Block Cinema (Northwestern University) screens Trent Harris’ 2000 film THE BEAVER TRILOGY (83 min, Video Projection – Unconfirmed Format) on Friday at 7pm. Originally announced in person, Harris is unable to attend.
The Logan Theatre screens Jerry Zucker’s 1990 film GHOST (127 min, Digital Projection – Unconfirmed Format) on Friday, Saturday, and Monday at 10:30pm; and John Huston’s 1948 film THE TREASURE OF THE SIERRA MADRE (126 min, Digital Projection – Unconfirmed Format) on Thursday at 10:30pm.
The Goethe-Institut Chicago (150 N. Michigan Ave. Suite 200) screens Kurt Maetzig’s 1947 film MARRIAGE IN THE SHADOWS (105 min, DVD Projection) on Tuesday at 6pm.
The Alliance Française (54 W. Chicago Ave.) screens Wim Wenders’ 1989 documentary NOTEBOOK ON CITIES AND CLOTHES (79 min, Video Projection – Unconfirmed Format) on Tuesday at 6:30pm.
The Italian Cultural Institute (500 N. Michigan Ave.) screens Alessandro Angelini’s 2009 film RAISE YOUR HEAD (87 min, Video Projection – Unconfirmed Format) on Tuesday at 6pm.
Sentieri Italiani (5430 N. Broadway Ave.) screens Ferzan Ozpetek’s 2012 film MAGNIFICA PRESENZA (105 min, Unconfirmed Format) on Saturday at 4pm.
The Patio Theater hosts WTTW’s “Wild Chicago” Digital Release With Ben Hollis In Person on Sunday at 3pm.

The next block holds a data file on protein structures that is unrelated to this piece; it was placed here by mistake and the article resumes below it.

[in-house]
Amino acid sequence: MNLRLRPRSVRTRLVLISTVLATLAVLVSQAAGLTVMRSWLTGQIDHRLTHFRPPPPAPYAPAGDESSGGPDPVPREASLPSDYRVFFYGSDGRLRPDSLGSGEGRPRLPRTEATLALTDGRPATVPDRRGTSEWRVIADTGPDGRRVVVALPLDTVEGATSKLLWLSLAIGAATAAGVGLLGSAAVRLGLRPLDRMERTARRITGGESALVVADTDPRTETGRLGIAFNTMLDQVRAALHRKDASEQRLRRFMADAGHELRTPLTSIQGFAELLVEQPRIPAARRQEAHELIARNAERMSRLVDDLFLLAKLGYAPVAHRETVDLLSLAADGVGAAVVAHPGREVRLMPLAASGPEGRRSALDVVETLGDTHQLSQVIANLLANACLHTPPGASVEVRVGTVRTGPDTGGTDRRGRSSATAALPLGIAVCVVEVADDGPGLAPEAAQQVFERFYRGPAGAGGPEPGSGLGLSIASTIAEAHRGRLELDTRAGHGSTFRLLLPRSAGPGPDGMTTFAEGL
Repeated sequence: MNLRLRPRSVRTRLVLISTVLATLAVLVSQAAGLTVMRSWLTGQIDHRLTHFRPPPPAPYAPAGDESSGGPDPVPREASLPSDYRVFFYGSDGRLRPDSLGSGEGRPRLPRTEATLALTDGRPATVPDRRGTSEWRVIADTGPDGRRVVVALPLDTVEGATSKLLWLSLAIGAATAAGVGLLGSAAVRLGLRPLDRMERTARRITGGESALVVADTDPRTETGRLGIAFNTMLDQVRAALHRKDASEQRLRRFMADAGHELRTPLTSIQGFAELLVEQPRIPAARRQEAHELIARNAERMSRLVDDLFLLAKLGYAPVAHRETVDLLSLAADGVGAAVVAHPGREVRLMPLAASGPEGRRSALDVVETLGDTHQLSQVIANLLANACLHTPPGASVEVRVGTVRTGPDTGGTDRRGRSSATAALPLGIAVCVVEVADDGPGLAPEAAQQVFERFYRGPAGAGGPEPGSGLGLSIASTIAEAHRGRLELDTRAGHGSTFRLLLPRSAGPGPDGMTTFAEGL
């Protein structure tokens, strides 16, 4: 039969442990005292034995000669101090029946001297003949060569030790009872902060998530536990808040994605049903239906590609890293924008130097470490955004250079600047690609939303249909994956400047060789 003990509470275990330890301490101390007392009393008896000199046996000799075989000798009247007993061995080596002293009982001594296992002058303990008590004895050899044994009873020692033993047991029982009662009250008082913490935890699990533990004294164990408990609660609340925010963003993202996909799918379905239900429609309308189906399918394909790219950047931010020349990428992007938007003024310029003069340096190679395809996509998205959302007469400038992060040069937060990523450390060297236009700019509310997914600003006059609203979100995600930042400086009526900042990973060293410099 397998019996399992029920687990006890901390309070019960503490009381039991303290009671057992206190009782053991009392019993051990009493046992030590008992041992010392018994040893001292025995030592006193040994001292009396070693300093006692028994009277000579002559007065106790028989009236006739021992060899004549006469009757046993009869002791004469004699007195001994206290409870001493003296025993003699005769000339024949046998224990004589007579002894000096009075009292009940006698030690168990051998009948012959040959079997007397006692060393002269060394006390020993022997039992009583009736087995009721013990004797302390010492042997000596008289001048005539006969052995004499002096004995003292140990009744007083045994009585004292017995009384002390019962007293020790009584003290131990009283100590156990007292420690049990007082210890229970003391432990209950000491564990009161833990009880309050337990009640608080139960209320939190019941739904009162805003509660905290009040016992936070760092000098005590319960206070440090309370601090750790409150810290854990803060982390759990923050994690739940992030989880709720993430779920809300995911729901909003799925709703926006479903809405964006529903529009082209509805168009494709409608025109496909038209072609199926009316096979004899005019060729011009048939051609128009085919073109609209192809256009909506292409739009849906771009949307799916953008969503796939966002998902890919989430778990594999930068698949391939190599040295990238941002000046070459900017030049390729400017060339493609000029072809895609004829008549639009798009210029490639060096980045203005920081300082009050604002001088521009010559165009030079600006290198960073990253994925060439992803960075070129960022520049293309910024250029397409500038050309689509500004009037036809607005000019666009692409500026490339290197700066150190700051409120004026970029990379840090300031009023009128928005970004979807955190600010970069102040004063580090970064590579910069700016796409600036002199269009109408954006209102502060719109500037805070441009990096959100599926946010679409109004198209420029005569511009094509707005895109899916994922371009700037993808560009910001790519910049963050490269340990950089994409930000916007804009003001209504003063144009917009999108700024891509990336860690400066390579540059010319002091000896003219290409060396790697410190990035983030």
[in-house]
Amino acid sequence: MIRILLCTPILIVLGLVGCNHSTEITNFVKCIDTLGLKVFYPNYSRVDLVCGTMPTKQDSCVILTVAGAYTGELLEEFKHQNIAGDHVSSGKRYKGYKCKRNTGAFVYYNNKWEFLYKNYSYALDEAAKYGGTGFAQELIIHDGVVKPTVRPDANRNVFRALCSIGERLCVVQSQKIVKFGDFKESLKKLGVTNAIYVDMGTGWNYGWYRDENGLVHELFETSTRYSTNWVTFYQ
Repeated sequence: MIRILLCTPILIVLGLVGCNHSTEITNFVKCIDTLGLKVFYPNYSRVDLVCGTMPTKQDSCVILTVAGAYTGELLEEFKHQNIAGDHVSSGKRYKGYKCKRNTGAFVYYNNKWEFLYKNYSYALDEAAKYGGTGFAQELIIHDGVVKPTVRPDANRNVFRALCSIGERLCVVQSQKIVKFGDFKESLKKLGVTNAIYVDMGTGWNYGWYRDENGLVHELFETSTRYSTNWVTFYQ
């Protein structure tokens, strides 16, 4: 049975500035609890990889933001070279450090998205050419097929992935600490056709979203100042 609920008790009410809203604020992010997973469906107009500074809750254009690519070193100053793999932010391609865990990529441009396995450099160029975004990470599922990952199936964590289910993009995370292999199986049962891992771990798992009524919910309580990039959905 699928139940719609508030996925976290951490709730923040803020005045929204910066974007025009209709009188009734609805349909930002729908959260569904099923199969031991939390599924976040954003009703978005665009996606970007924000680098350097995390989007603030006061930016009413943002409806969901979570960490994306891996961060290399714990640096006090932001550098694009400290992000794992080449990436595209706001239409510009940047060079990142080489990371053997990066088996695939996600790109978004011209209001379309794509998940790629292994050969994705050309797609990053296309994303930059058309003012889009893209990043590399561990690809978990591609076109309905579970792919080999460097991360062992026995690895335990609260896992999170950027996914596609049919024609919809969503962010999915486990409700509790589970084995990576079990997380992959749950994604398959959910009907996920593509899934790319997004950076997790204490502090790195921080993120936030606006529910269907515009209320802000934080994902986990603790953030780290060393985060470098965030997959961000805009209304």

The Chicago Cultural Center screens Carlos Sandoval and Catherine Tambini’s 2013 documentary THE STATE OF ARIZONA (90 min, Video Projection – Unconfirmed Format) on Saturday at 2pm. Free admission.
The Chicago Public Library (West Town Branch, 1625 W. Chicago Ave.) screens Suree Towfighnia’s 2006 documentary STANDING SILENT NATION (53 min, Video Projection – Unconfirmed Format) on Thursday at 6pm. Free admission.
The DuSable Museum screens Janks Morton’s 2012 documentary HOODWINKED (87 min, Unconfirmed Format) on Friday at 6:30pm, followed by a Q&A with Morton.
The Logan Square International Film Series at Comfort Station Logan Square (2579 N. Milwaukee Ave.) presents a double feature of James Frawley’s 1976 film THE BIG BUS (88 min, DVD Projection) and Stephane Aubier and Vincent Patar’s A TOWN CALLED PANIC (75 min, DVD Projection), see More Screenings above, on Wednesday at 7pm (BUS) and approx. 8:30pm (PANIC). Free admission. www.facebook.com/squarelogan
ONGOING FILM/VIDEO INSTALLATIONS
Iceberg continues an exhibition of work by local filmmaker and artist Melika Bass on through December 16. Showing is the “immersive multi-channel video installation” Slider Chamber.
The Portage Theatre remains closed for the foreseeable future.
The Patio Theater has discontinued its regular programming and seems to only be hosting irregular special events. Note that the Northwest Chicago Film Society screenings for the remainder of 2013 have moved to Sundays at the Gene Siskel Film Center (11:30am or 7:30pm – check the NWCFS website for details).